Max E. Biggerstaff, ex-secretary-treasurer of Int’l Ass’n of Fire Fighters Local I-34 in Kansas City, pled guilty Nov. 29 to falsifying union records to conceal embezzlements by him and the local’s ex-president. In Aug. 2000, Roger L. Mathisen pled guilty to embezzling $18,404 while president from 1996-98. The embezzlement was uncovered after the local inquired into his financial dealings.
Biggerstaff acknowledged that he had prepared a document in Apr. 1998 that falsely showed that Mathisen had received a $2,159 loan from the local. Mathisen had, in fact, embezzled the funds. Biggerstaff also admitted that he embezzled $2,478 when he was reimbursed for unauthorized mileage, travel and meeting expenses. Biggerstaff was secretary-treasurer from 1995 to 1998. [K.C. Star 11/30/00]
New York Boss Sent to Bellevue
Albert A. Diop, an ex-boss of Am. Fed’n of State, County & Mun. Employees Dist. Council 37 in Manhattan, had his $125,000 bail revoked Nov. 22 after a court-appointed psychiatrist found he was not mentally fit to be tried on charges of stealing more than $1 million from AFSCME. Diop, who had been in an in-patient program at local hospital, was ordered transferred to a jail ward at Bellevue Hospital by State Supreme Court Justice William Leibovitz. Diop was president of Local 1549 and a member of DC37’s executive board.
The embezzlement case would be Diop’s second run-in with the prosecutors’ probe into widespread corruption in DC37. He was previously convicted of fraud for rigging a vote to ratify a controversial city contract. Prosecutors and Diop’s attorney Ramon Pagan said it was unlikely that he would be sentenced as scheduled in mid-Dec.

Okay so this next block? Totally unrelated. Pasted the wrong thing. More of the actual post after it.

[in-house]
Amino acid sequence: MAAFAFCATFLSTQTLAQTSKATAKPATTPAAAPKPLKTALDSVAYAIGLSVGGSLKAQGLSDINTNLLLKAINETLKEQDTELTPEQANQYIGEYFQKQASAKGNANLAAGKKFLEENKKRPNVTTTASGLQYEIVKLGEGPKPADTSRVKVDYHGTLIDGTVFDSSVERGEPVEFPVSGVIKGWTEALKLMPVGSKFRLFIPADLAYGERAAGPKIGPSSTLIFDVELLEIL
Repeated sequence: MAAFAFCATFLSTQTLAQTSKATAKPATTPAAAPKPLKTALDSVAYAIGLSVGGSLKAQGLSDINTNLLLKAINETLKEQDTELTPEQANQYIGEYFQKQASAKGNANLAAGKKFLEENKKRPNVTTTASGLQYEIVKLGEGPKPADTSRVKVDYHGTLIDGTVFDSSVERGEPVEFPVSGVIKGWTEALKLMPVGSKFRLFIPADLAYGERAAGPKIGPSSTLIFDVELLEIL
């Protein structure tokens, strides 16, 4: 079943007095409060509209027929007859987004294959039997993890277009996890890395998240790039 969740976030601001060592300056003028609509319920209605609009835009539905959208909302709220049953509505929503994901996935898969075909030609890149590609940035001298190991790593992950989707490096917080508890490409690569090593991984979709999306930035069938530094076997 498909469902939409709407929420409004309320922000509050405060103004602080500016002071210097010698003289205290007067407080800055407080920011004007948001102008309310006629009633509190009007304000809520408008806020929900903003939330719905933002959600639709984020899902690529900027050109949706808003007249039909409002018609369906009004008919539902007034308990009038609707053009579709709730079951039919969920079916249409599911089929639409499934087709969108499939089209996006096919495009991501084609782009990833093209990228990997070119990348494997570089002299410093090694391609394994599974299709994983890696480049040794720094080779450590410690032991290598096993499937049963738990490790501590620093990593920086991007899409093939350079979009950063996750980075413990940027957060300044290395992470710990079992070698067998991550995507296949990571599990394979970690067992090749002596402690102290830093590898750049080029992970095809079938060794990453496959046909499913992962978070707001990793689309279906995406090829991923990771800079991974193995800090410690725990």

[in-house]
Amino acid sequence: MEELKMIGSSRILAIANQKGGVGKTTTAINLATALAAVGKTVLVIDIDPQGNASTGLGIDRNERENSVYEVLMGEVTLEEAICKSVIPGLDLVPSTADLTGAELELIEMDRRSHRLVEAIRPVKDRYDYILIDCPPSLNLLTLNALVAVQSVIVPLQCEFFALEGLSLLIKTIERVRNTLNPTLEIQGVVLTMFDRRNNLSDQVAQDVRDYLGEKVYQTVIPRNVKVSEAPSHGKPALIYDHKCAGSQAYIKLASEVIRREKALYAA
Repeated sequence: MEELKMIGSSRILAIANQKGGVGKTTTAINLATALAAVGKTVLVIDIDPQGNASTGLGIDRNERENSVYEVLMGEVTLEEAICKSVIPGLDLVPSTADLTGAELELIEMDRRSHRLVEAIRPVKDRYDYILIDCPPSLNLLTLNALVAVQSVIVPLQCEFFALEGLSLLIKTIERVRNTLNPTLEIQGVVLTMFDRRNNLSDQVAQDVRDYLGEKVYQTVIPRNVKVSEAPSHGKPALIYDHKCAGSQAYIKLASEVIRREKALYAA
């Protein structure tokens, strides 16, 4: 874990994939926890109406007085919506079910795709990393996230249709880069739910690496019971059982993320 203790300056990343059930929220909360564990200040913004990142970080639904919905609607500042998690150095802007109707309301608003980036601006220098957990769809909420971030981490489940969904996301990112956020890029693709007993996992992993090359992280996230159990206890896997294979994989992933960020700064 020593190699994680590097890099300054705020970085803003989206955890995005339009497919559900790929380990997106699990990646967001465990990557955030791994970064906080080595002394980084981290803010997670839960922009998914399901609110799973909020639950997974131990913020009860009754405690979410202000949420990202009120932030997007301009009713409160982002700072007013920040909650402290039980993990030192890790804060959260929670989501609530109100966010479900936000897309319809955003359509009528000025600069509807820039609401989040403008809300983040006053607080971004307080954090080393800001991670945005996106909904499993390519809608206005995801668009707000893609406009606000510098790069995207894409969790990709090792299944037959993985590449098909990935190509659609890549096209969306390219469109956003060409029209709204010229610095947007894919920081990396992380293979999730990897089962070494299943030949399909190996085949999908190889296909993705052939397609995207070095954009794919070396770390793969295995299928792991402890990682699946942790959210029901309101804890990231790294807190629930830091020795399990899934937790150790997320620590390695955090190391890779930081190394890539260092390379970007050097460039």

Diop’s three codefendants in the case involving the theft of money pled guilty last month. One agreed to a sentence of probation; two accepted pleas calling for prison terms of 1.5 to 4.5 years in prison and 2 to 6 years in prison. [Newsday (N.Y.) 11/23/00]
DOJ Terminates HERE Oversight
On Dec. 1, the Clinton-Reno Justice Dep’t signed an agreement to end five years of “oversight” of the Hotel Employees & Restaurant Employees Int’l Union. The deal was signed after a court-appointed monitor found that the HERE had been largely purged of its ties to organized crime. In the agreement, DOJ officials and U.S. Dist. Judge Garrett E. Brown, Jr., Dist. of N.J., praised the “cleanup” and said they would look to the union’s internal ethical practices board to play a strong watchdog role. Brown directed that HERE maintain its ethical-practices code and a three-member board to investigate suspected violations. [N.Y. Times 12/3/00]
However, this board has failed to move on Nat’l Legal & Pol’y Ctr. request for a probe of HERE boss John W. Wilhelm’s questionable moves implementing “reform recommendations.” The allegations included apparent maintenance of the old guard and a failure to close the Midwest Regional Office despite a firm recommendation from a court-monitor to do so. NLPC filed the complaint in Aug. 1999. In Sept. 1999, NLPC received a polite letter from the board’s attorney Kenneth P. Purcell stating that the board shared NLPC’s concern. However, no further action has been reported, which raises questions about the integrity of HERE’s self-policing apparatus.